The 'beacon of light' that helped family through their 'darkest days'

Janet Snowden (far left) with her family, including partner Andy (far right)
-Credit: (Image: Nightingale House Hospice)


Relatives of two family members diagnosed with cancer who are cared for at the same hospice have spoken out about their "darkest days". The Snowden family described Nightingale House Hospice as a "beacon of light" and are calling for more funding for the sector.

Janet Snowden, 51, has been cared for by the team in Wrexham since she was diagnosed with pancreatic cancer in 2023. Her daughter Bethan Snowden, 24, said that the staff at the hospice have kept their family together during the hardest time of their lives.

She said: “We have been blown away by the amazing support from everyone at Nightingale House. Whether it’s mum or any of us who need something, there’s always someone there to help. Nightingale House has been a beacon of light during our darkest days. It’s provided us with more than just medical care – it’s been a home away from home, filled with love, music, and support."

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More recently Janet's father-in-law, Fred Snowden, 84, became a patient at the hospice following a cancer diagnosis. He said: "When I was diagnosed with cancer, I was very reluctant to even consider contacting Nightingale House Hospice as I was always led to believe you only went there to see your days out. However, after visiting my daughter-in-law, I was so impressed with everything and everyone. The staff are incredible.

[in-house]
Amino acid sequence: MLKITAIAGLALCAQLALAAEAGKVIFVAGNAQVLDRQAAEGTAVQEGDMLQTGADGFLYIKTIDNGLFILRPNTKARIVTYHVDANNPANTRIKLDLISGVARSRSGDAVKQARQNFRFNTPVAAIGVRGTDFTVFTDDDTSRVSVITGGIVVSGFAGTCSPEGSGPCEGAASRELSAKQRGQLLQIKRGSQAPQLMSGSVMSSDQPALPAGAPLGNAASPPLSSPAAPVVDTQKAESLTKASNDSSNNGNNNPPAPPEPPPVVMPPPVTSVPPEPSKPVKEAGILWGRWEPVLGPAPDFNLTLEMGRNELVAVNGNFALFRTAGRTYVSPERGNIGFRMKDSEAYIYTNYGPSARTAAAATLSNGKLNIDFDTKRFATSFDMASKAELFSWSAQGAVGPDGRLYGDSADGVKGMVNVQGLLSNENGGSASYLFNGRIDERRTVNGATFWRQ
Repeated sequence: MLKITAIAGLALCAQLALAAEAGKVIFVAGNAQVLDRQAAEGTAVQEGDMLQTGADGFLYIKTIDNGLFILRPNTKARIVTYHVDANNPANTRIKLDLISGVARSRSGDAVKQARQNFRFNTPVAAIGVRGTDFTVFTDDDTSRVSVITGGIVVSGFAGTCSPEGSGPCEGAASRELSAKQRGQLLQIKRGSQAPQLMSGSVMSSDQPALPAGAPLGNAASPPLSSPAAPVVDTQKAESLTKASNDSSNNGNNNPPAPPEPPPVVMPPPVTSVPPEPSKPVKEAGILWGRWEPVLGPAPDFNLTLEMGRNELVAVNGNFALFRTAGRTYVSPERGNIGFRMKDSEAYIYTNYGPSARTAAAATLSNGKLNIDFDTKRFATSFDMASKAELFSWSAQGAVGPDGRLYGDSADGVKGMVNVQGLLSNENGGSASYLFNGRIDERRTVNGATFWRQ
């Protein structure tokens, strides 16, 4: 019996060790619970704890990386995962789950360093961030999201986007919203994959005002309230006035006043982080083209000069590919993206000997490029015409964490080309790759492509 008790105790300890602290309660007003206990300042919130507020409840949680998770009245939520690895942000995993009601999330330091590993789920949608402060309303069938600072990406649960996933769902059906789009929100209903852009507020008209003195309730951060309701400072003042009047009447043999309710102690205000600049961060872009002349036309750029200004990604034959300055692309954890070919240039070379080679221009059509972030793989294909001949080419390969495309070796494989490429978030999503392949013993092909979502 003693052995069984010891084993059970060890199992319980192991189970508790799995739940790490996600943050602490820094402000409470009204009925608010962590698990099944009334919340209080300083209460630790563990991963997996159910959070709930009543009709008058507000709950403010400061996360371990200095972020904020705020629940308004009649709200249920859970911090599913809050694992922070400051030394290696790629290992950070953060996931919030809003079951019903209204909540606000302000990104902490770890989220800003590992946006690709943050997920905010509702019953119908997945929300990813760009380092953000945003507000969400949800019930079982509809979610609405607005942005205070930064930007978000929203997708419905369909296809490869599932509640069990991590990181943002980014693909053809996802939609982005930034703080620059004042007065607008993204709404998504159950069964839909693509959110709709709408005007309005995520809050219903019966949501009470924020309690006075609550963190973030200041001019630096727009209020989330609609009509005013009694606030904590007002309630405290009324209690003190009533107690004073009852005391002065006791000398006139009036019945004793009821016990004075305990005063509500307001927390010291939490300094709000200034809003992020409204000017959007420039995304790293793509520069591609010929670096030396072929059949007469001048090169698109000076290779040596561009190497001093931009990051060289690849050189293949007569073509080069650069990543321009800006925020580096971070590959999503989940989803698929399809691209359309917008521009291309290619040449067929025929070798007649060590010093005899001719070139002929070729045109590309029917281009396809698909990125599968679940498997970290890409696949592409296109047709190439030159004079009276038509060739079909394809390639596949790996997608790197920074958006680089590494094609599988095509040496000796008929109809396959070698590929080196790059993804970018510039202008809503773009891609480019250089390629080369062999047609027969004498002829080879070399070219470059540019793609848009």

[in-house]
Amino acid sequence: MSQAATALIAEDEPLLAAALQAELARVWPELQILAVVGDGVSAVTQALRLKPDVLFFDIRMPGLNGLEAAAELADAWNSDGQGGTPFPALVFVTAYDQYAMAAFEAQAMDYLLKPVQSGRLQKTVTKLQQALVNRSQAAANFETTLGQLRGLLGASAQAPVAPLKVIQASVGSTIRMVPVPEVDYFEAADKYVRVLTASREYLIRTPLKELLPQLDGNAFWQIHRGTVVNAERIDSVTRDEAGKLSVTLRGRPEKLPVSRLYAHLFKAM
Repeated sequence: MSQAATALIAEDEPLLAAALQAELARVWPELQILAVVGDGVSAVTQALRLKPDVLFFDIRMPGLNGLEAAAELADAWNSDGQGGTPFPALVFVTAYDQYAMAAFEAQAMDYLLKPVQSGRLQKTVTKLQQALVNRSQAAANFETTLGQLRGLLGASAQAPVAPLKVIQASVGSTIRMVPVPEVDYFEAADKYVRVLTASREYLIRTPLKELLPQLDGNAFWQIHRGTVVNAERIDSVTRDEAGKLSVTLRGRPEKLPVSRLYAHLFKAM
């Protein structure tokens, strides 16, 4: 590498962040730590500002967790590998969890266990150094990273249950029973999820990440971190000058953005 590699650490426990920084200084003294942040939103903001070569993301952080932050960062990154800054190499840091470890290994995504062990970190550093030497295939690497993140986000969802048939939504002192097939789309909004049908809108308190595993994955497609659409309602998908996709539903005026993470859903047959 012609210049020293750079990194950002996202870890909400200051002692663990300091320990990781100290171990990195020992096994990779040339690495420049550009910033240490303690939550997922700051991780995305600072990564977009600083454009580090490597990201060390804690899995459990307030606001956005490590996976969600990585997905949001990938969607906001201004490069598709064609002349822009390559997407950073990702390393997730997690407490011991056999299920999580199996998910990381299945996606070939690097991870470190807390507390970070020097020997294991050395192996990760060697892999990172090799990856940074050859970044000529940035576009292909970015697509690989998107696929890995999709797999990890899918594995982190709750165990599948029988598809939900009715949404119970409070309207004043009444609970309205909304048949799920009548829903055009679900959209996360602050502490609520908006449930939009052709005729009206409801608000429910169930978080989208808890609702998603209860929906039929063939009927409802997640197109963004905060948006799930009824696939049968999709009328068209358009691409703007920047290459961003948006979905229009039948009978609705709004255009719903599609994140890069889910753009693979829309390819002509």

“Nothing is ever too much trouble, any time, day or night, and always with a big smile on their faces. I honestly believe they've saved my life after I was brought here three weeks ago. With the help of everyone here, I'm now preparing to return home to my wife.” For the latest Welsh news delivered to your inbox sign up to our newsletter

Nightingale House costs £4.9m per year to run, and most of the running costs come from public support and donations. The hospice’s chief executive recently spoke of the challenges faced by hospices in Wales and called on the Welsh Government to ensure that a more secure, sustainable funding model is put in place.

Fred and his wife
Fred was recently diagnosed with cancer -Credit: Nightingale House Hospice

Janet’s partner, Andy Snowden, 54, echoed the chief executive's calls and pleaded with the Welsh Government to act quickly to secure the future of hospice care for patients. He said: “I am not sure how we would have got through this awful time without the support of the team at Nightingale House.

"It’s vital that the Welsh Government acts now to ensure that the level of care that Janet and my dad have received can continue.” A Welsh Government spokesperson said: “We recognise the vital role that hospice and end of life care services play to support families at some of the most difficult times of their lives.

“We are committed to strengthening and improving end-of-life care to ensure everyone who needs hospice support can continue to receive dignified and personalised support, outside of hospital, and at the end of their lives. Last month, we allocated an additional £4 million to be shared amongst 12 commissioned hospices in Wales – including Nightingale House Hospice – helping them to maintain services, retain staff and improve end of life care support during the cost-of-living crisis.”